Last week we were able to make the trip over to South Carolina to watch our first production of Red Land Cotton be spun into yarn. The art of making textiles is one of the oldest traditions known to man, and although technology has come leaps and bounds over the years, the skill and precision it takes to develop a uniform yarn is still awe inspiring. To be able to watch the fibers we personally cultivated, ginned and cared for go through this process was truly an honor and experience.
the process of taking raw cotton fibers and turning them into spools of yarn requires around five different steps. here's how it's done!
Step 1 - Lay Down, Opening And Cleaning
The first step in the process is to open the bales from our gin and lay them down in an order based on the grade of fiber contained in each bale. This allows for a more even combination of fibers in the resulting yarn. Once the bales are laid side by side in the ideal order, the opening machine then moves along the line of opened bales pulling fibers that will be sent to the mixing machine. The blended fibers are then blown by air from the feeder to cleaning. Even though cotton goes through cleaning in the ginning process, the blended fibers are cleaned further removing almost all of the "trash" (leaf, stem, seed fragments, etc) from the pure cotton.
Step 2 - Carding
The second step in the process is where it starts getting really beautiful. The cotton goes from the cleaner into the carding machine. Carding involves running the cotton fibers through several rollers with fine teeth that remove impurities, weed out short fibers, blend the fibers together and align all the fibers into one formation. The end result are bins full of this soft and fragile material. Once the fibers are aligned, they form into a thin web that is then drawn through a funnel-shaped device, yielding a soft, rope-like strand called sliver. (pronounced SLY-ver) Sliver is soft and fragile and tears apart like cotton candy.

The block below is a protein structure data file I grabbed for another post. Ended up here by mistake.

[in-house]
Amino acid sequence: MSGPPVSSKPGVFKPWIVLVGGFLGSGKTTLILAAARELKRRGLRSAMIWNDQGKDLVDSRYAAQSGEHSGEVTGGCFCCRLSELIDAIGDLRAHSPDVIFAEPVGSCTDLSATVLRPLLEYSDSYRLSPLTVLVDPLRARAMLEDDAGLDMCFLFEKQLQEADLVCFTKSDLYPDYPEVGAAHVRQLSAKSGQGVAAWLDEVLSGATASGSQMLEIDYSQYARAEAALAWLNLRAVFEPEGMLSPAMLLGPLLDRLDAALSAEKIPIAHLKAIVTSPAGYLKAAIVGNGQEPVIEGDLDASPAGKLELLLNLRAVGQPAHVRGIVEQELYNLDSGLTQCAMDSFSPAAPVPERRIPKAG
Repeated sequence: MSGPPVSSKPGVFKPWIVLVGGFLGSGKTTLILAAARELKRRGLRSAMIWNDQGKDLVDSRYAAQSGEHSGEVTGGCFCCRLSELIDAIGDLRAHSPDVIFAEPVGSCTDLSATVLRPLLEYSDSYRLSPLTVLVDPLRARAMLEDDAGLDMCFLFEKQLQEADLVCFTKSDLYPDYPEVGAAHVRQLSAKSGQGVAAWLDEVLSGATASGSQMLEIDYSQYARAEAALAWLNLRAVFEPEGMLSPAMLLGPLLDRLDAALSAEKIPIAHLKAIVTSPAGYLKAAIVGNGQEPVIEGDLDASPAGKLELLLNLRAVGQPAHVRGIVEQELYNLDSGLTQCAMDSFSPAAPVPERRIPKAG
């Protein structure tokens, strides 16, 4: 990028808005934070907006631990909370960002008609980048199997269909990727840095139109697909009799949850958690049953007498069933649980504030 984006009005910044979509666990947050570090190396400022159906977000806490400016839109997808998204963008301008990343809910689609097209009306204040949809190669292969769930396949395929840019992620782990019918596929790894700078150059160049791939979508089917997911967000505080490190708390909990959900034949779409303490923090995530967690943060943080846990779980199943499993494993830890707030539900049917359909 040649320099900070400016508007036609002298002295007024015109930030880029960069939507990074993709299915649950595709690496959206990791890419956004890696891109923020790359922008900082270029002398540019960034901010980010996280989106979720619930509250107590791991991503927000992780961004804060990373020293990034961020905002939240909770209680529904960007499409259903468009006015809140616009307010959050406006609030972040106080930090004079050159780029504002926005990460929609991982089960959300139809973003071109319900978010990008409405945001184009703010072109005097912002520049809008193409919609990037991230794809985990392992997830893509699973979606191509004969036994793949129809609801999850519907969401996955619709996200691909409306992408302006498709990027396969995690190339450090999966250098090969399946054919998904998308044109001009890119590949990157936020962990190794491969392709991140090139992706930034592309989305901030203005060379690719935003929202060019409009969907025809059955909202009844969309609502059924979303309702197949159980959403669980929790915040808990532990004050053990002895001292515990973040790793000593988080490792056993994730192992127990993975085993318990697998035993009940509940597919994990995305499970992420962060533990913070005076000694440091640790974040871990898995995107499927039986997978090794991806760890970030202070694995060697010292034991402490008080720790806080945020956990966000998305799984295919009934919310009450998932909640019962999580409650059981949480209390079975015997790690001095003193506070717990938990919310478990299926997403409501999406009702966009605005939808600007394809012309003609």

Step 3 - Drawing
A rather interesting process to observe, drawing takes sliver from up-to eight (in our case, six) bins and blends them together. The six streams of sliver glide over rollers that combine, elongate and twist the fibers creating a longer, thinner and more stable yarn. Our cotton underwent two drawing processes to achieve the desired roving material.
Step 4 - Roving
Roving is the first step to the "ring-spun" process. The roving frames draw the slivers out even more, add a gentle twist to strengthen the sliver and spin it onto large bobbins. These roving bobbins then go to the spinning process.
Step 5 - Spinning
Of all the ways to spin yarn, we chose one of the oldest and the most tried and true method, ring spinning. The ring-spun process makes yarn by continuously twisting and thinning the strands of the roving yarn. The twisting makes the short hairs of the cotton fiber stand out, resulting in a stronger more stable yarn with a significantly softer feeling. Our roving yarn is hung from above and fed through yet another series of rollers that elongate the roving, which passes through an eyelet and moves downward through the traveler. The traveler moves freely around the stationary ring while the spindle turns the bobbin at a constant speed. The turning of the bobbin and the movement of the traveler twists and winds the yarn onto the bobbin in one smooth motion. Spun yarn is then transferred onto large cones and sent out to the weaving mill.